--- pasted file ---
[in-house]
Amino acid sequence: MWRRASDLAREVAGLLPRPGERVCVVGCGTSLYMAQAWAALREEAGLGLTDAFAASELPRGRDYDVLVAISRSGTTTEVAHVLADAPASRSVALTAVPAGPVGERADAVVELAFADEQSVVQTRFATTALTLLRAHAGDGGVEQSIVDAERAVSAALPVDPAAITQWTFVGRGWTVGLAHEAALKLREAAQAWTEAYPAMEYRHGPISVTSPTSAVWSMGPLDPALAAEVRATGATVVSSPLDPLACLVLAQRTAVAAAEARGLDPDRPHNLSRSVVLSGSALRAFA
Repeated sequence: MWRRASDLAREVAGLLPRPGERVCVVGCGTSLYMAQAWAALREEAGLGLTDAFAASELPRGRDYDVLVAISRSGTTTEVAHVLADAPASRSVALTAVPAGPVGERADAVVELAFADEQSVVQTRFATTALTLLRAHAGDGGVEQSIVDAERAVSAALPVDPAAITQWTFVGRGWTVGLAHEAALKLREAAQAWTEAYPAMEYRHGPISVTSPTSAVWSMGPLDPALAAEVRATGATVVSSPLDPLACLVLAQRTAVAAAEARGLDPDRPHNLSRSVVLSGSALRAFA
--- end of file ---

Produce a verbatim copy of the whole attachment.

[in-house]
Amino acid sequence: MWRRASDLAREVAGLLPRPGERVCVVGCGTSLYMAQAWAALREEAGLGLTDAFAASELPRGRDYDVLVAISRSGTTTEVAHVLADAPASRSVALTAVPAGPVGERADAVVELAFADEQSVVQTRFATTALTLLRAHAGDGGVEQSIVDAERAVSAALPVDPAAITQWTFVGRGWTVGLAHEAALKLREAAQAWTEAYPAMEYRHGPISVTSPTSAVWSMGPLDPALAAEVRATGATVVSSPLDPLACLVLAQRTAVAAAEARGLDPDRPHNLSRSVVLSGSALRAFA
Repeated sequence: MWRRASDLAREVAGLLPRPGERVCVVGCGTSLYMAQAWAALREEAGLGLTDAFAASELPRGRDYDVLVAISRSGTTTEVAHVLADAPASRSVALTAVPAGPVGERADAVVELAFADEQSVVQTRFATTALTLLRAHAGDGGVEQSIVDAERAVSAALPVDPAAITQWTFVGRGWTVGLAHEAALKLREAAQAWTEAYPAMEYRHGPISVTSPTSAVWSMGPLDPALAAEVRATGATVVSSPLDPLACLVLAQRTAVAAAEARGLDPDRPHNLSRSVVLSGSALRAFA